IWRM in the United States: Integration in the Chesapeake Bay Program
International Journal of Water Governance , Volume 2013 p. 237- 264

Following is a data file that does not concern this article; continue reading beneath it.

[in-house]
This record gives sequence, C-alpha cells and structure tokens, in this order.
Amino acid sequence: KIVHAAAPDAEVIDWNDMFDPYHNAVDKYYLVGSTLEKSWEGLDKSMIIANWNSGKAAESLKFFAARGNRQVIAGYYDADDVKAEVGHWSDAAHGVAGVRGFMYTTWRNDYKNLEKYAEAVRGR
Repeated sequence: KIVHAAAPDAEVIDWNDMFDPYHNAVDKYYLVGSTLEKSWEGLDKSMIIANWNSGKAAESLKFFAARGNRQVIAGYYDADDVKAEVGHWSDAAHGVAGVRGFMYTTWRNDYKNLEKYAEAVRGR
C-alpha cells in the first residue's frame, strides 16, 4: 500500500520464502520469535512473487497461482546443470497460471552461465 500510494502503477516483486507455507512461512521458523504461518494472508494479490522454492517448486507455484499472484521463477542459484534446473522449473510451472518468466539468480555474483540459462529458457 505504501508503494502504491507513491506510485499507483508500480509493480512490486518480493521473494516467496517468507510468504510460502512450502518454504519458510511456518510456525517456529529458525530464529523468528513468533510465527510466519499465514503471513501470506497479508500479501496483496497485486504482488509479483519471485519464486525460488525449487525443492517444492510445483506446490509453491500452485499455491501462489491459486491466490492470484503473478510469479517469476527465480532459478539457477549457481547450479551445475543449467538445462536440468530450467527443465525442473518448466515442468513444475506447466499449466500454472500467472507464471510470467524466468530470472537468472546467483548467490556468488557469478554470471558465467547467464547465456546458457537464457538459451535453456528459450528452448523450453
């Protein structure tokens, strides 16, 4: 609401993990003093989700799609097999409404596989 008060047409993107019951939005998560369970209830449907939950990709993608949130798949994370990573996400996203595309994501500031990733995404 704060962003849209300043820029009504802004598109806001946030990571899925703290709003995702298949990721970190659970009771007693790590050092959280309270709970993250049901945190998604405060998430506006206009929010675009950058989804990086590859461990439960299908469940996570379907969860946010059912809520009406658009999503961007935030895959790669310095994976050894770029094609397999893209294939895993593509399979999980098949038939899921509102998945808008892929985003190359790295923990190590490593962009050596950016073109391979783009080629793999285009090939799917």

In the United States, IWRM has been slow to catch on as a label. But for decades, the concept has been implemented in a variety of forms—from small, local projects to large, multi-state efforts—and under a variety of rubrics—from interstate river commissions to ecosystem-based management and “watershed approach.” As of 2012, there are hundreds (perhaps thousands) of IWRM-like initiatives under way in the United States; they are united by their focus on the river basin or watershed as a whole, their efforts to engage stakeholders and coordinate the activities of the agencies and jurisdictions operating within a watershed or river basin, and their emphasis on ecological restoration. It is unclear, however, whether and how these enterprises have improved either the process or the outcomes of water management. Therefore, this essay asks: how, and to what extent, has a commitment to the core principles of IWRM yielded genuine integration in water management, and with what consequences for the environment? To answer these questions, we examine the Chesapeake Bay Program (CBP), which is often described as the nation’s premier watershed-scale management initiative. Based on journalistic accounts, in-depth interviews, and an extensive review of program documents, we conclude that the CBP has enhanced technical, institutional, and—to a lesser extent—sectoral integration in the Chesapeake Bay watershed. Because the program has relied almost exclusively on voluntary cooperation among state partners and willing compliance by water users, however, implementation of collaboratively developed plans has been uneven and inadequate to meet the program’s goals. With neither the authority nor the resources to compel behavior changes, the CBP has been unable to alter the powerful and longstanding incentives facing program participants and stakeholders. As a consequence, despite nearly thirty years of integrated knowledge production and planning, the watershed has seen minimal ecological improvement. Keywords: IWRM, integration, water management, Chesapeake Bay Program.